This The Simpsons review contains spoilers.
The Simpsons: Season 29 Episode 10
The Simpsons season 29, episode 10, “Haw-Haw Land,” takes Lisa through three defining chapters of love, music and chemistry on her journey to a loneliness she owes all to her community. If that sounds like a parody of Moonlight, the Oscar-winning, rarely watched film, it shouldn’t. But The OT went into overtime after the Panthers/Saints game, it looked for a second like The Simpsons drew Terry Bradshaw with a goatee and that made him look oddly coherent.
It’s a perfect day in Springfield, the cooked city books are burning and everyone bursts into song. Carl and Lenny promise to deteriorate together forever in the plutonium’s icy glow. The town that can’t afford mass transit can sure throw a tailgate sideshow. Just when it sounds like it won’t be over until the Cat Lady dies and is eaten by her cats, god puts it’s thumb down. This is a weird foreshadowing of a slightly discourteous Ned Flanders, but with fewer survivors.
Whether the sky is pouring ash or Groundskeeper Willy’s pouring Agent Orange, Lisa’s on her way to a perfect day. It’s science day in Springfield, and while she can’t stop whistling along with the roadkill, she’s got no time for the trivial frivolities. Science is afoot. Everyone who’s usually no one is there. Professor Frink is a dubious star, casting aspersions on the latest findings from the Institute of Purchased Science. This is a begloiben right to the oy as the comparison between the EPA doublespeak breakdown and the Nuclear Power Plant grade is more than a theoretical probability. It’s enough to drive someone to Stuicide.
But the science extravaganza has it all from Professor Noodlestroodle explaining Fallout Boy lyrics to automated TV recaps with more humanity than you’ll find in any reviews on my page. Even Bart finds something lurking behind the beakers and the Bunsen burners, and it’s not a pervert. It’s a practical use for science, well scientific solution for a practical joke. All in all, a perfect day.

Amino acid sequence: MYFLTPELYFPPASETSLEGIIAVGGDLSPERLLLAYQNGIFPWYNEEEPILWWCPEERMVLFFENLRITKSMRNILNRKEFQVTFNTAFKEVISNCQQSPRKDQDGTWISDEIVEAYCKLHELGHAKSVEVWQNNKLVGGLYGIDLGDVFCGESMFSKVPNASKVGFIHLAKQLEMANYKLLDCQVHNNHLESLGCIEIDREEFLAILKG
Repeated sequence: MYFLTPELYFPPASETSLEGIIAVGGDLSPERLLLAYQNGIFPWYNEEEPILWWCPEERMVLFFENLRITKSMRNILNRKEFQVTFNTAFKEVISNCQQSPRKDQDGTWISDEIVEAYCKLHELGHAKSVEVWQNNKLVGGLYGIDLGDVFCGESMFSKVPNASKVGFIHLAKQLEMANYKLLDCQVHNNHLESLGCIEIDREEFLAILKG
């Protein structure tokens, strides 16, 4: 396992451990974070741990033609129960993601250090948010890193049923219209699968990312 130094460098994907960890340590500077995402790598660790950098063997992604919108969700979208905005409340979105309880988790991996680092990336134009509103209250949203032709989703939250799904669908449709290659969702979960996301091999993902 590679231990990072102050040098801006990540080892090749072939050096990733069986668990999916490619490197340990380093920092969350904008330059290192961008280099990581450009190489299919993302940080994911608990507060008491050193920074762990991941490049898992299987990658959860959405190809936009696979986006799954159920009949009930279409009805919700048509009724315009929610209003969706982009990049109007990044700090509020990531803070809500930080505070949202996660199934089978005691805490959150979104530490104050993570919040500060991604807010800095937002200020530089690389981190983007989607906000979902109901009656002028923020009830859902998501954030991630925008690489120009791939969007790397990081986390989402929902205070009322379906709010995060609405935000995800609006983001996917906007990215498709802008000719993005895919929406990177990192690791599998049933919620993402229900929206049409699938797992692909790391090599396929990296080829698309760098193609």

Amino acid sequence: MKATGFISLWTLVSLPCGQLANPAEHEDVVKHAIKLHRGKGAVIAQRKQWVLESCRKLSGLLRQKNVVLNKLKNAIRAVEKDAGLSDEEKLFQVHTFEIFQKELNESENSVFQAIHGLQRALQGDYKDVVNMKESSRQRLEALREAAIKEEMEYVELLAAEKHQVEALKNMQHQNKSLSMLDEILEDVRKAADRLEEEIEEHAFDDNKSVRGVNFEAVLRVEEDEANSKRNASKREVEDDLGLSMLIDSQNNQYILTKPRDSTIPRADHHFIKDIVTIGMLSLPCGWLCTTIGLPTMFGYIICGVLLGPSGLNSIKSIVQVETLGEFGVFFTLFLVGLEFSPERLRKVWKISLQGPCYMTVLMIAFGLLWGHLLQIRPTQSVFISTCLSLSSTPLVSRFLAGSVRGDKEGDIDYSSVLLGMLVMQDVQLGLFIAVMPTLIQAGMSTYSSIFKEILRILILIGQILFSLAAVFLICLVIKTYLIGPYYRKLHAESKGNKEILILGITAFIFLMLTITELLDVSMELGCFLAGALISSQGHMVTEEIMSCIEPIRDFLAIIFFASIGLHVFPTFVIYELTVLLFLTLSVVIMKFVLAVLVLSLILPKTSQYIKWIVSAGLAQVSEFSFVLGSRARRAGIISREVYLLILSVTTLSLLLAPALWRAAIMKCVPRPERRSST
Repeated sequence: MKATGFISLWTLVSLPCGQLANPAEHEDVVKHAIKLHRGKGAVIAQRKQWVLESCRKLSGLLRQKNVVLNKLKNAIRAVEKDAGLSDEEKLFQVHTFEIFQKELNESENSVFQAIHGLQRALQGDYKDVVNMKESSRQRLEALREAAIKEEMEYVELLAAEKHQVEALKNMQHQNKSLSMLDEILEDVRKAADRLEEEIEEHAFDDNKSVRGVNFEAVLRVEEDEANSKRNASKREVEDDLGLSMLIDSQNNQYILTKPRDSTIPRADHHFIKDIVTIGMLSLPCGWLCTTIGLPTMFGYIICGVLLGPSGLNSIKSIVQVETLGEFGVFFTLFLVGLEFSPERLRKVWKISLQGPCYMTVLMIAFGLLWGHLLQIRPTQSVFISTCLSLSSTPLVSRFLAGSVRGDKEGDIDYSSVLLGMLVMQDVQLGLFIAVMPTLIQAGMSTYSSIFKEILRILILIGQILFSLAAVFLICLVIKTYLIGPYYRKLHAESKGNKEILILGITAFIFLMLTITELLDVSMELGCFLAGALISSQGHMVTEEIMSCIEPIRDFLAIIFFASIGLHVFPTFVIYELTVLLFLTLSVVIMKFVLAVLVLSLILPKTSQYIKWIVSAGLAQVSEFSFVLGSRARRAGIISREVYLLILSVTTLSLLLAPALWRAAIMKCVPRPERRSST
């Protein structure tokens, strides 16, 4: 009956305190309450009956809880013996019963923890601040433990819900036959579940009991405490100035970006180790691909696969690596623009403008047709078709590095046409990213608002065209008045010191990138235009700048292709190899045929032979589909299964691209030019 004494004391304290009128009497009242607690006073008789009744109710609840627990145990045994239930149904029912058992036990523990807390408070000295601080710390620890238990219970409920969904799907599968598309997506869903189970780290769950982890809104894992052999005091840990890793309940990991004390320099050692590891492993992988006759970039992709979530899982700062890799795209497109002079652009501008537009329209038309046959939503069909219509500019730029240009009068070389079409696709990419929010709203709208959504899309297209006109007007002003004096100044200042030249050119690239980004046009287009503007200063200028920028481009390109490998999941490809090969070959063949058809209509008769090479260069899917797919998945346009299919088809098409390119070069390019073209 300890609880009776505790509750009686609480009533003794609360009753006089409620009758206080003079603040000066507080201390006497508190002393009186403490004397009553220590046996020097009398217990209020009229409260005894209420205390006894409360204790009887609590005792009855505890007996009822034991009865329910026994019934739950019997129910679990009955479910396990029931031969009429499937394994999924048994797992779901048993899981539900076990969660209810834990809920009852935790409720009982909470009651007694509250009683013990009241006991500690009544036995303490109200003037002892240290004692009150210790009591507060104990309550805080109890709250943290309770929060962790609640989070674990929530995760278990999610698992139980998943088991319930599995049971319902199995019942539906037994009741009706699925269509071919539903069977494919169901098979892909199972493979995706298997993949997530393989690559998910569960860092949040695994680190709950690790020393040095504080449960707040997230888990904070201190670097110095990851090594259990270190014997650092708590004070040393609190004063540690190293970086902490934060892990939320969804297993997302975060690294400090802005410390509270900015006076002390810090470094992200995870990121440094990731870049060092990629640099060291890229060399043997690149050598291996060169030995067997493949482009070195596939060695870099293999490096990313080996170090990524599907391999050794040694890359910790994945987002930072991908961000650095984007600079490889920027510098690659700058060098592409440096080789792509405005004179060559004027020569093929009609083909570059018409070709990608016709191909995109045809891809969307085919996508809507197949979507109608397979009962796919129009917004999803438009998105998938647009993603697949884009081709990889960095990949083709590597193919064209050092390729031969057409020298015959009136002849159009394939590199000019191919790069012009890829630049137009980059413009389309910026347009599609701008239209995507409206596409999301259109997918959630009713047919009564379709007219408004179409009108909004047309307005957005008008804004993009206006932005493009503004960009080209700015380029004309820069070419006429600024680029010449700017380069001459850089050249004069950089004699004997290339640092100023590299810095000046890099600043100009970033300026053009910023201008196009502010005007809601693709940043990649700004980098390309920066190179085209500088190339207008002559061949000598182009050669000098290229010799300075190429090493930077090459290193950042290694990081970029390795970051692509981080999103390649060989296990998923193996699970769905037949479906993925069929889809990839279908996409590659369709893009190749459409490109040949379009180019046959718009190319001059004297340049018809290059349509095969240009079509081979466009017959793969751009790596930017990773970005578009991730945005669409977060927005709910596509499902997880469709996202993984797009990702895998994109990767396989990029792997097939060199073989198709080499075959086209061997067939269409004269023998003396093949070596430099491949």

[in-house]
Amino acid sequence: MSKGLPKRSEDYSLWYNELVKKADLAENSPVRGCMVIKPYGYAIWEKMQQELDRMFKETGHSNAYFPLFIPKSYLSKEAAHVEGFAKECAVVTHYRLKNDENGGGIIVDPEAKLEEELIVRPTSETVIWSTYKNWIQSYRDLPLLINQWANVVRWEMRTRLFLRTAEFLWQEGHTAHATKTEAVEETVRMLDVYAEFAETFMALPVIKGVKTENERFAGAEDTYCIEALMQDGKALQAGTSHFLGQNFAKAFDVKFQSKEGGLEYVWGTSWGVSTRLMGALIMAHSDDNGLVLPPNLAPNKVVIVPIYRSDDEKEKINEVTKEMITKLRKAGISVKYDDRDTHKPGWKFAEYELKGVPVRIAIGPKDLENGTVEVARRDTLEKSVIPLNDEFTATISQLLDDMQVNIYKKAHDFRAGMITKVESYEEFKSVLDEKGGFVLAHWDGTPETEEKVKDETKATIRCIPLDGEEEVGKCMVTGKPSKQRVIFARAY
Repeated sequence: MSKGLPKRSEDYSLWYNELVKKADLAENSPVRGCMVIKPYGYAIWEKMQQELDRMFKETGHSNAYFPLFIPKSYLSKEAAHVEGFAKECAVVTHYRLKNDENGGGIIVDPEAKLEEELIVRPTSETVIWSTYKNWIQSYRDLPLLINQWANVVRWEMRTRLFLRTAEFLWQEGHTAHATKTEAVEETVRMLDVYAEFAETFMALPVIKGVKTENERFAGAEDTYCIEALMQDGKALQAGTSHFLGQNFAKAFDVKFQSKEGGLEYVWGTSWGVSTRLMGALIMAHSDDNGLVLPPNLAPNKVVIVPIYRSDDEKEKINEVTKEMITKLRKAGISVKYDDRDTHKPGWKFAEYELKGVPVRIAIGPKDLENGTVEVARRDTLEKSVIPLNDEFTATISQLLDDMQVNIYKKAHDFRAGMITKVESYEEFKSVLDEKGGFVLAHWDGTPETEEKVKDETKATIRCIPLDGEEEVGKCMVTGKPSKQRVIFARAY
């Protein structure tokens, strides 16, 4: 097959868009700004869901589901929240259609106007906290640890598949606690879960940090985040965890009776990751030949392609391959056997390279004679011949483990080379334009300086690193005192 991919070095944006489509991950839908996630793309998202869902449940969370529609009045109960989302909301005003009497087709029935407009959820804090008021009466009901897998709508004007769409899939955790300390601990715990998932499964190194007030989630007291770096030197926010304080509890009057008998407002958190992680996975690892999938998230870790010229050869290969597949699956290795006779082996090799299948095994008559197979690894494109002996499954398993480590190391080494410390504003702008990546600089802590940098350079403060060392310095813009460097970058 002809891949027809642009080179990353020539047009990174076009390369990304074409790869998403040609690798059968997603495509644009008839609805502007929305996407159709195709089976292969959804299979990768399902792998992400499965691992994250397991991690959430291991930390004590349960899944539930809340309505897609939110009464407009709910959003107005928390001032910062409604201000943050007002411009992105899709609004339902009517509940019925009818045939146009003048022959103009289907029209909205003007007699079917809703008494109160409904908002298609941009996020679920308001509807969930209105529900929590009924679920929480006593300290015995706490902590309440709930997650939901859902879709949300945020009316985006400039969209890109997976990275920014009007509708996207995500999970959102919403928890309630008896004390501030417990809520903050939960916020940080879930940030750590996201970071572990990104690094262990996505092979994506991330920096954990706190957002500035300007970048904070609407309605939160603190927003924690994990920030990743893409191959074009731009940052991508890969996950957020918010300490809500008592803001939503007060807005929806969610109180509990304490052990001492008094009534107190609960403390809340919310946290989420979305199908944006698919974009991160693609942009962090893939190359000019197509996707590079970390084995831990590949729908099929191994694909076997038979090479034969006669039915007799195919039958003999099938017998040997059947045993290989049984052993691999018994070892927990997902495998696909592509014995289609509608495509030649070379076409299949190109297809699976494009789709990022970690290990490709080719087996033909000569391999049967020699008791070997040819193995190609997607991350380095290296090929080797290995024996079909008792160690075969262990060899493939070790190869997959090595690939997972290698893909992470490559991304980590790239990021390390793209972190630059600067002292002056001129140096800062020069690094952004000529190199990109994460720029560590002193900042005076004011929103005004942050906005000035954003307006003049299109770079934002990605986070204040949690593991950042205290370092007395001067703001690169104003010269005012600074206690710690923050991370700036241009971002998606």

That is until something destroys all Lisa’s logic and reason. Brendan is eleven, but could be a lounge lizard at the piano bar in Stanley Kubrick’s adaptation of Stephen King’s The Shining. He’s evolved past the tired German elephant toothpaste jokes Lisa’s juvenile crowd go for lately. He’s not one to fall for a passing fad. He tries a little too hard, though. You can see this kid brownnosing his way into a part on Game of Thrones to impress a saxophone playing hellcat.
But what a racket they blow under the used cover gag props in the basement. It’s so infectious, it’s got Homer banging along on the wall. Millhouse’s glasses aren’t thick enough to see his soda’s lost its fizz, but Nelson, who dated Lisa when she was going through her bad boy phase, notices she’s getting all squishy for this ding dong. Brendan points out Lisa’s chubby friend might do better laying off the Ding Dongs. The bully of Springfield Elementary strikes first with what he knows best, the same kind of degradation that earns him his lunch money. But Lisa’s talented showman turns extortion into entertainment in a moment not even dead gophers can ruin. Actually, the gophers are probably the best part of the scene.
The Simpsons go Little Rascals in the competition for Lisa’s affection. But while his Alfalfa-inspired rendition of “My Funny Valentine” makes Nelson vulnerable, it’s the meanness of Mingus that makes him no dingus. It is more of a stretch that he could get Kearney Zzyzwicz and Jimbo Jones to back him in the ice cream parlor than a upright bass solo debut but, like “Moon River” at an Andy Williams’ concert, he pulls it off. It’s no surprise he goes back to his old ways, Nelson is a rock, and if you don’t say he’s solid, he might throw on at you.
We learn that Cletus runs the local meth lab, but the real shocker is that Bart has him on speed dial. I hate think El Barto would have anything to teach a veteran moonshiner about cooking meth, a recipe is a recipe. Bart is content changing the ecosystem into candy. The Institute of Purchased Science is already preparing a paper on it. It isn’t hard to believe Bart isn’t planning a doomsday performance. Dennis the Chemist is a little thug, not Sideshow Bob. He’s still got to grow into those shoes. So the basic premise, Marge’s doubt in the trustworthiness of her own son, holds no real peril. The “Doors will be chained until the all the acts perform” sign at the front of the school is a threat.
The “I swallowed a couple of your earrings,” line from Homer is a twist on the “swallowed a band aid” line from years ago, the variation remains a classic because it works on more levels than a football in the groin. The tag, that Marge didn’t want to know how Homer retrieved them, is a redundant tag, but works on a too-much-information level.
Marge’s natural lie-detector would go off if I wrote that I loved this episode. It was sweet and predictable, but it kept the gags on a steady pace with not much really standing out. Bart’s last public experiment, at least, proves a mother’s trust wrong, a solid subversion. Chalmers gives it lower Yelp review.
“Haw-Haw Land” was written by Tim Long, and directed by Bob Anderson.
The Simpsons stars Dan Castellaneta as Homer and Abe Simpson, Julie Kavner as Marge Simpson, Nancy Cartwright as Bart Simpson, Yeardley Smith as Lisa Simpson. Hank Azaria plays Kirk Van Houten, Chief Wiggum and Moe. Harry Shearer is Seymour Skinner, Kent Brockman, C. Montgomery Burns and Waylon Smithers. Guest stars: Ed Sheeran as Brendan and George Takei as himself.